the inside of an art museum in London

Well it has been a long time, my friend, too long in fact. I am not fond of going too long without access to some fine oil on canvas, but I live in the desert so what can you do? If you are heading to London and want to look inside an art museum I suggest you go to the National Gallery for starters. You will see all the great classics and get an ace view of Trafalgar Square from the balcony. Then pop next door to the National Portrait Gallery for some real treats; look for photography, oil, sculptures and even neon portraits of people both famous and unknown. If you go to the Tate Modern (and I think you must) then try and take a taxi on the Thames for a change. You get a great view and it’s much nicer than the stuffy Tube.

escaping camp

Now this is a good one. Those of you who have been hanging around 3limes for some time know that I am a reluctant camper and yet did more than my fair share of camping in Uganda. If you are looking to escape camp I suggest you find a lovely hotel nearby. Failing that you can simulate an escape with my no fail easy camping tips:

Take a Duvet, not a sleeping bag.

Take a comfortable rolled mattress and not a thin rubber mat.

Take your own feather pillow

Employ your children to put up the tent while you sip wine

Take a cooler full of wine

And Champagne

Make tasty sun downer treats beforehand. Sushi works well.

Plan a meal that is easy and fun to make. No one wants to cook for hours when camping.

Take a head lamp so that you can use your hands in the dark and still see.

Always pee before you sleep and stop drinking two hours before bed so that you don’t need to creep behind the tent and risk scary night creatures in the middle of the night

Take a Pashmina

Go with an open mind

Only camp for one night and then head to your nearest luxury hotel for soft beds and a warm shower.

It is worth it, really.

And by the way…I am yet to try it but I hear that Desert Camping in Bahrain is quite the thing. Apparently they have large canvas tents, air-conditioning, servant’s quarters and 42 “ Plasma TVs! Now what kind of camping is that, I ask?

sheet metal gates for industrial facility

Really? You typed that in and found 3limes? I must be doing something wrong.

i have 2 girls for my birthday

People I do not make this stuff up. Now I have two girls too, but certainly not for my birthday. If that is the sort of birthday present you are after, you have come to the wrong place Sir! ( And Happy Birthday and good luck to you.)

wooden name letters decorated in snow

 

Lovely image! Not sure I really understand how you arrived here in the blog of sunny climes, however. You see it has been 5 years since I last saw snow. That is a long time, according to my daughters way too long. They fear they may have forgotten how to ski. I must admit, I had a pang for snow the other night, the soft white fluffy variety that one could ski on and admire shimmering like crystal under a lone lamp post. Not the brown, thick variety that gets stuck in the car tires. That is called Snow Poo and is great fun to kick off with a solid snow boot. Anyway, I can imagine your twinkling home, nestled in the heavy snow laden forest; the wooden family name touched ever so slightly with a dusty cover of snow, telling your friends and neighbours they have arrived. Happy Winter to you from the Sandy Desert Isle.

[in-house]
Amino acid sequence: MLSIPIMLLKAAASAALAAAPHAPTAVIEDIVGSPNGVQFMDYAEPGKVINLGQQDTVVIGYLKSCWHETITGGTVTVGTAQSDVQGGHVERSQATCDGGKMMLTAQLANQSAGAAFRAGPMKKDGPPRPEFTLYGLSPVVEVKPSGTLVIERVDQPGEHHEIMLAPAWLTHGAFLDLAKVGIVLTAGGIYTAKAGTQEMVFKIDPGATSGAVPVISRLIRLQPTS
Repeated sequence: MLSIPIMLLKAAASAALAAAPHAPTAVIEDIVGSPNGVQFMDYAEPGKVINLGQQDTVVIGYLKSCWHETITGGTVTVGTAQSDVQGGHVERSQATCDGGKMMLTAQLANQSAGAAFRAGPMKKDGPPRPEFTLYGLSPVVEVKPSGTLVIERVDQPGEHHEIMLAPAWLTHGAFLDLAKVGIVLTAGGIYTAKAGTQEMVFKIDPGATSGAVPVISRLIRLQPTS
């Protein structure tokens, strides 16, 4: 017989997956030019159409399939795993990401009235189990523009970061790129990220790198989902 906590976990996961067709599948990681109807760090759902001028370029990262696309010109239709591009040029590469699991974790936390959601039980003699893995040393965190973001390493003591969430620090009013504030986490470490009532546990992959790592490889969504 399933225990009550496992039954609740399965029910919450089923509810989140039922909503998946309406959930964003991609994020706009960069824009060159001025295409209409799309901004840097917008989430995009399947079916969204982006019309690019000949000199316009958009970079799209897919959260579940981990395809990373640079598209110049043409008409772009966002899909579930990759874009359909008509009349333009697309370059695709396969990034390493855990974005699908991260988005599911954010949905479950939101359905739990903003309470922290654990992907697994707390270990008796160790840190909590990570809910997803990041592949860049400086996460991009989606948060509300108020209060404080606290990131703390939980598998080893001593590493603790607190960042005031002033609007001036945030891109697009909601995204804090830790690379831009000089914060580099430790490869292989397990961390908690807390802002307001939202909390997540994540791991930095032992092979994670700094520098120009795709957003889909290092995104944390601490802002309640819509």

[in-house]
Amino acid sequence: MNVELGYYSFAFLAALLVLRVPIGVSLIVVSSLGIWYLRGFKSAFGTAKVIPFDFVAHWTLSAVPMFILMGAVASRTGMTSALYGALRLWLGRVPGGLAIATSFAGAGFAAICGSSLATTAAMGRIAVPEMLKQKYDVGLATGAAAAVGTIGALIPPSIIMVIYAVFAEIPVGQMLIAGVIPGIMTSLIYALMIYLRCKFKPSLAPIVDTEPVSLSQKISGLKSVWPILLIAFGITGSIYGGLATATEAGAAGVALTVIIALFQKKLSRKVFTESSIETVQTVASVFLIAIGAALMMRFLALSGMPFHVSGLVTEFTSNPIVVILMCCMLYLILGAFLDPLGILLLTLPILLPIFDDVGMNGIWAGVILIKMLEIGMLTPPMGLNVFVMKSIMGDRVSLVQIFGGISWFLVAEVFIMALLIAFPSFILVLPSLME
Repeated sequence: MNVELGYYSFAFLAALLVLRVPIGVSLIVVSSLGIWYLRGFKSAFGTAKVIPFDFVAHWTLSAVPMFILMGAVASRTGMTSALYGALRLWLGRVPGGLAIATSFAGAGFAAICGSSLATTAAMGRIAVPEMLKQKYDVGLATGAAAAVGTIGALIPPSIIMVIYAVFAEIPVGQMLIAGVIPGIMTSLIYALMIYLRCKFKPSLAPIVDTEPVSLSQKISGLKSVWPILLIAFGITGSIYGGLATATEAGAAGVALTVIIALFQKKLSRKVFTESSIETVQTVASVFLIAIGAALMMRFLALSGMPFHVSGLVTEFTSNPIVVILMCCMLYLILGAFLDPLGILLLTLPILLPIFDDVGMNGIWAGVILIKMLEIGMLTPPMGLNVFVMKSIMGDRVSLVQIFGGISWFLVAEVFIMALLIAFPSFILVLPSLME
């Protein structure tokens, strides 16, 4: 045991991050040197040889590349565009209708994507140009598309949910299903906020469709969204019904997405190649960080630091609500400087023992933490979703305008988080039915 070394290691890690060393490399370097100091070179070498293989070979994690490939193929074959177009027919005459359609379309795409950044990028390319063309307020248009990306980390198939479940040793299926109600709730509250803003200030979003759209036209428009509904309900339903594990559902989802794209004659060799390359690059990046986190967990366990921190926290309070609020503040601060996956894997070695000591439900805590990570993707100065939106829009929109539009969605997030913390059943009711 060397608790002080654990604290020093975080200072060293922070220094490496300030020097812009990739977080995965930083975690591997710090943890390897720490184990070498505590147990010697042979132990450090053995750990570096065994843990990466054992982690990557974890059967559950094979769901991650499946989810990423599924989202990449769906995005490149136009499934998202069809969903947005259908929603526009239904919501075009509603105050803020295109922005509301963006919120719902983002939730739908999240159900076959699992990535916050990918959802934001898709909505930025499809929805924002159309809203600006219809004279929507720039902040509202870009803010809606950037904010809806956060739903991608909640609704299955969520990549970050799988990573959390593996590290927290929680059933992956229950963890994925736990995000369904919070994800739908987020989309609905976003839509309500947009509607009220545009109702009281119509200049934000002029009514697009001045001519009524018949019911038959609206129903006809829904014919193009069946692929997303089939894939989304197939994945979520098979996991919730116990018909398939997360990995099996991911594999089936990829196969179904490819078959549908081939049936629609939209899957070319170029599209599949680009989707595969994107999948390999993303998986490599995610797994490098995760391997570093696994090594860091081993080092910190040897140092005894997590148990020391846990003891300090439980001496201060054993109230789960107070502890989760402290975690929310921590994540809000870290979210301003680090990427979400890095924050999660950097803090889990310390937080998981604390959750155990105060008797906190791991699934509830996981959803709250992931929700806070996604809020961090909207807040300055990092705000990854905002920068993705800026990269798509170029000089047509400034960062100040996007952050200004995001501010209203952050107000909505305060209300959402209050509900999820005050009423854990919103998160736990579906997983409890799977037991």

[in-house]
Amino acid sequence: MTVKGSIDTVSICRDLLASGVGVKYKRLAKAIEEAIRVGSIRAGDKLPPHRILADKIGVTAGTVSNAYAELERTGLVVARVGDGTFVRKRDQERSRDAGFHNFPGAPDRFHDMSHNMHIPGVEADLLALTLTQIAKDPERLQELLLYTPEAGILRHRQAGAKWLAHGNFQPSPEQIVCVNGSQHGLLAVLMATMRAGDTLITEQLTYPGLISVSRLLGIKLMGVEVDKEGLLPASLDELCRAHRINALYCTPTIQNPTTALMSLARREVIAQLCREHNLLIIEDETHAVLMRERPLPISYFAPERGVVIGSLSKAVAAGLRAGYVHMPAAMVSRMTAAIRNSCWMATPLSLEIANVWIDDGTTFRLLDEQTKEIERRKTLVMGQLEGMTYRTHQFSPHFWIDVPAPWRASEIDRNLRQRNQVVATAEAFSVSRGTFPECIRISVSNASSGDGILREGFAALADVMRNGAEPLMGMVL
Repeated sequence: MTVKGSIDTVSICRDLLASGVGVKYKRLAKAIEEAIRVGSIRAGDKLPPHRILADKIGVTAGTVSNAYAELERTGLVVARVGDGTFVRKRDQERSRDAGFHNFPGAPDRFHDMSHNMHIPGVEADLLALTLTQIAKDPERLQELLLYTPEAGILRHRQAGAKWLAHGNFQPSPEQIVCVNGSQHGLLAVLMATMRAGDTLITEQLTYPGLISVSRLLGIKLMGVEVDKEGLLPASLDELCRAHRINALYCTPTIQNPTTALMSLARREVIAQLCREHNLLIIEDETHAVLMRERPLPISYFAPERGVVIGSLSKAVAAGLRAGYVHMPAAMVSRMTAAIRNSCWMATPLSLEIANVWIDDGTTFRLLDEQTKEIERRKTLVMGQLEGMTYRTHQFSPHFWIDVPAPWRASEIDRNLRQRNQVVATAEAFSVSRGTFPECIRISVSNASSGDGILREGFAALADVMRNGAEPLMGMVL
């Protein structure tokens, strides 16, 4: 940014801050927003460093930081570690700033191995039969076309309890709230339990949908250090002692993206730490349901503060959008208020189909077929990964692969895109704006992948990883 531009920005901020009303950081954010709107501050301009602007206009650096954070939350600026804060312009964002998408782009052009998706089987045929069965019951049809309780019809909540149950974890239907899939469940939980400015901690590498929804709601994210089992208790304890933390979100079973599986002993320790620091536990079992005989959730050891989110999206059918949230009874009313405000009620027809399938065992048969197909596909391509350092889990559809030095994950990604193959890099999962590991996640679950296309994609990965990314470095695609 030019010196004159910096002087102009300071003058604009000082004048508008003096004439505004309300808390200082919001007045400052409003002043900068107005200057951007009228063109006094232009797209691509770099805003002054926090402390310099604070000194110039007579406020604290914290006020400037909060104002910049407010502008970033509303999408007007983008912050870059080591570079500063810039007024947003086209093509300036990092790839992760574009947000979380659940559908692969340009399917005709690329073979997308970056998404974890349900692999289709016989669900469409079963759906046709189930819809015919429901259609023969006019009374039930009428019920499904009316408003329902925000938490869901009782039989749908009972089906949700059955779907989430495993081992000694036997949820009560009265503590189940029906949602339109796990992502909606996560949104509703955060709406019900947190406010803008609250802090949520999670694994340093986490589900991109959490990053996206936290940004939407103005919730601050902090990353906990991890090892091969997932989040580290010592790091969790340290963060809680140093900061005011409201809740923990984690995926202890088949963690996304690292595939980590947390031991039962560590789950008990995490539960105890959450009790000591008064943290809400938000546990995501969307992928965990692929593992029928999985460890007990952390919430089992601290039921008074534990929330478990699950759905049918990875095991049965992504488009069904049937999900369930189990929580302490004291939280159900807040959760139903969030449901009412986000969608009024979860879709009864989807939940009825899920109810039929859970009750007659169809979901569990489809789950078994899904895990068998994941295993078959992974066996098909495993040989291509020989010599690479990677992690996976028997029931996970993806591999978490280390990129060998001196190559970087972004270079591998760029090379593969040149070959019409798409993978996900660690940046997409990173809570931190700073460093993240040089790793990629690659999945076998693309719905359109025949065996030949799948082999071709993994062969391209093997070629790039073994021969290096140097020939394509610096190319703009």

where can i buy chloroform in kampala Uganda

Again, what have I done to call you forth to my humble blog? Why do you think I would know such a thing? I am going to presume that you are putting an injured goat out of its misery, a sad, limping goat who has been hit by a renegade Boda Boda driver. No more.

white powder on prunes

Welcome! It is lovely to have you visit, albeit briefly as I am sure that you have long disappeared after your fruitless search for the white power on prunes. It does so happen that I have an idea of what you are searching for. A long long time ago, back when I was a wee child living in Hong Long, ( era: 1974-1979) I used to eat these sour yet sweet, chewy, dusty prunes, topped with some white power, presumably sugar. I can still remember the taste and have been searching for them ever since. I have no idea what they are called but I can still taste the sweet and sour chewy delight when I remember them.

Another sensual memory from those early Hong Kong days is the tiny green plant, like ground cover or  grass, that would close quickly but gently when touched with a small finger. I was charmed by them as a child and file them with the sweet and sour prunes in my memory cupboard of childhood thoughts. I did find them again in Trinidad. We had them in our garden and I was thrilled to sit on the ground and play with those tiny plants that grew shy and closed with my touch. Of course Handsome thought I was quite mad when he turned around and found me on my knees touching the grass.

 

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Oman in Photographs

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Oman and desert nights

The Desert. Oh Arabian Nights!

I wanted the real desert, not the desert of oil pipe lines and gas flares. I wanted golden dunes and mysterious silence, camels and glamorous bedouin tents, not the scrubby rolled stone and boiled sand that makes up our tatty desert. No, I wanted the desert of Lawrence of Arabia.